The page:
Choosing between Environmental Standards and a Rapid Transition to Renewable Energy Is a False Dilemma

May 24, 2023


In March, the International Panel on Climate Change (IPCC) issued its Sixth Assessment Report. The report contained an unmistakable theme: Rapid, deep, and immediate greenhouse gas emission reductions must be achieved this decade in order to limit warming to between 1.5° and 2° Celsius.1 Consistent with this reality, the Biden administration has set an ambitious US goal of achieving a 50 to 52 percent reduction in greenhouse gas pollution from 2005 levels by 2030, as a step toward net zero by 2050. As an intermediate milestone, President Biden set a goal of reaching 100 percent carbon-pollution-free electricity by 2035.

Several studies indicate that this target is ambitious but achievable using current technology. As one report described, “there is widespread and growing consensus among experts and practitioners that achieving 80 percent clean electricity by 2030 is technologically feasible without compromising reliability and affordability.”2 Achieving an 80 percent clean grid by 2030 will require roughly 950 gigawatts (GW) of wind and solar to be built, sited, and connected to the grid within the next decade.3 By comparison, the size of today’s power sector is approximately 1,000 GW.4

The sheer scale of these challenges, combined with the unrelenting sense of urgency to respond to climate change, has led some people to conclude that the only way to achieve a rapid deployment of clean energy is to forego elements of permitting and enforcement of environmental standards. The most common target is the National Environmental Policy Act (NEPA), which is often blamed for creating delays during the permitting process. For example, Jeremy Harrell, the Chief Strategy Officer for ClearPath, a renewable energy development company, recently asserted that “it can now take six years to permit carbon dioxide storage locations . . . 16 years to permit an offshore windfarm . . . and up to 15 years for a new transmission line.”5 These anecdotal numbers capture headlines, but they do not accurately reflect how long NEPA analysis actually takes.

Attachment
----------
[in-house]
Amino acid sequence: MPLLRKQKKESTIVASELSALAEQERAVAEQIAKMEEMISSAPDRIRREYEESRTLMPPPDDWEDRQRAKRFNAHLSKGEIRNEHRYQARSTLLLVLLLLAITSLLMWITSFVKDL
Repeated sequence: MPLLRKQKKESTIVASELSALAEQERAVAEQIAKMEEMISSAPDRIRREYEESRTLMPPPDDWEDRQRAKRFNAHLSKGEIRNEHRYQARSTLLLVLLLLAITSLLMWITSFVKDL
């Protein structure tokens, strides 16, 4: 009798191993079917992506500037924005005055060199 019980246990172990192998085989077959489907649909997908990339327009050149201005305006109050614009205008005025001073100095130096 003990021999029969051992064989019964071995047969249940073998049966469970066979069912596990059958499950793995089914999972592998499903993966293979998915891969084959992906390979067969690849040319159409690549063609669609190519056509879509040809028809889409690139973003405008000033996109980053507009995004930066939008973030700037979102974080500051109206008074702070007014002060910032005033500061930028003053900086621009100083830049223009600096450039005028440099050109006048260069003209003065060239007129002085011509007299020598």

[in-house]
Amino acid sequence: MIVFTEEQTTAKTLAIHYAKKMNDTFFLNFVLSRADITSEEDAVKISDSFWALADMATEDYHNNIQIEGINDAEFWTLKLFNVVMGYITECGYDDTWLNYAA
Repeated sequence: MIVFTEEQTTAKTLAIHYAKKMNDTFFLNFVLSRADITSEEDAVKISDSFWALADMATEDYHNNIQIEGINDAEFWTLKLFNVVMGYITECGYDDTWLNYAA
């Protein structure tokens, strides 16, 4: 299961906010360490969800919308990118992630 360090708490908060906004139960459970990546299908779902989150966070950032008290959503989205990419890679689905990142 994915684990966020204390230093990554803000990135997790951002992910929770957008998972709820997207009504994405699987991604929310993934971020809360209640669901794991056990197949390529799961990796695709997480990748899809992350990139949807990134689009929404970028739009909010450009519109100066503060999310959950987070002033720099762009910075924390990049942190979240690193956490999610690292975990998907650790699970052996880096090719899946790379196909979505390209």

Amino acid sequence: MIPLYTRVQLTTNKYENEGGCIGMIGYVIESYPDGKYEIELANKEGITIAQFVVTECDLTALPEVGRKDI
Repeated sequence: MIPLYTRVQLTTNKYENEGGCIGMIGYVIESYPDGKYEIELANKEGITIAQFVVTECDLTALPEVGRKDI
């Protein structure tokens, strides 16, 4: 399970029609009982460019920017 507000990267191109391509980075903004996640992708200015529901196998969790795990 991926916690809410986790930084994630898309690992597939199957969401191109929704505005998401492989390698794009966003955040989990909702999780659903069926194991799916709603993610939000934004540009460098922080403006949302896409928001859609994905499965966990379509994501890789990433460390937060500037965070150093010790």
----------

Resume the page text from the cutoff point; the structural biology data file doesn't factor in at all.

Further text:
Research shows that the anecdotal examples of four- to ten-year timelines to complete a NEPA analysis are the exception, not the rule. Most NEPA decisions are made within a reasonable time for the complexity of the project, and the analytical rigor applied to a project is tailored to the intensity of a project’s impacts. However, efficiency, predictability, and transparency within the NEPA process could be improved. A wide body of research indicates that most delays in the NEPA process are functional, not regulatory. Insufficient staff, unstable budgets, vague or incomplete permit applications, waiting for information from a permit applicant, or poor coordination among permitting authorities are the primary causes of delay. These unproductive causes of delay can be addressed without eliminating environmental standards, analytical rigor, or community engagement.

Finally, research also shows that NEPA serves as an umbrella statute, facilitating compliance with other laws. Eliminating NEPA’s procedural requirements could compromise its capacity to facilitate compliance with other laws. Instead of streamlining the permit process, this would increase the risk that projects will encounter delays caused by a lack of coordination between permitting authorities, especially for projects with overlapping laws and regulatory standards. In summary, there are ways to make the permitting process more efficient, transparent, and predictable. However, to achieve those objectives, the solutions must be tailored to the problems.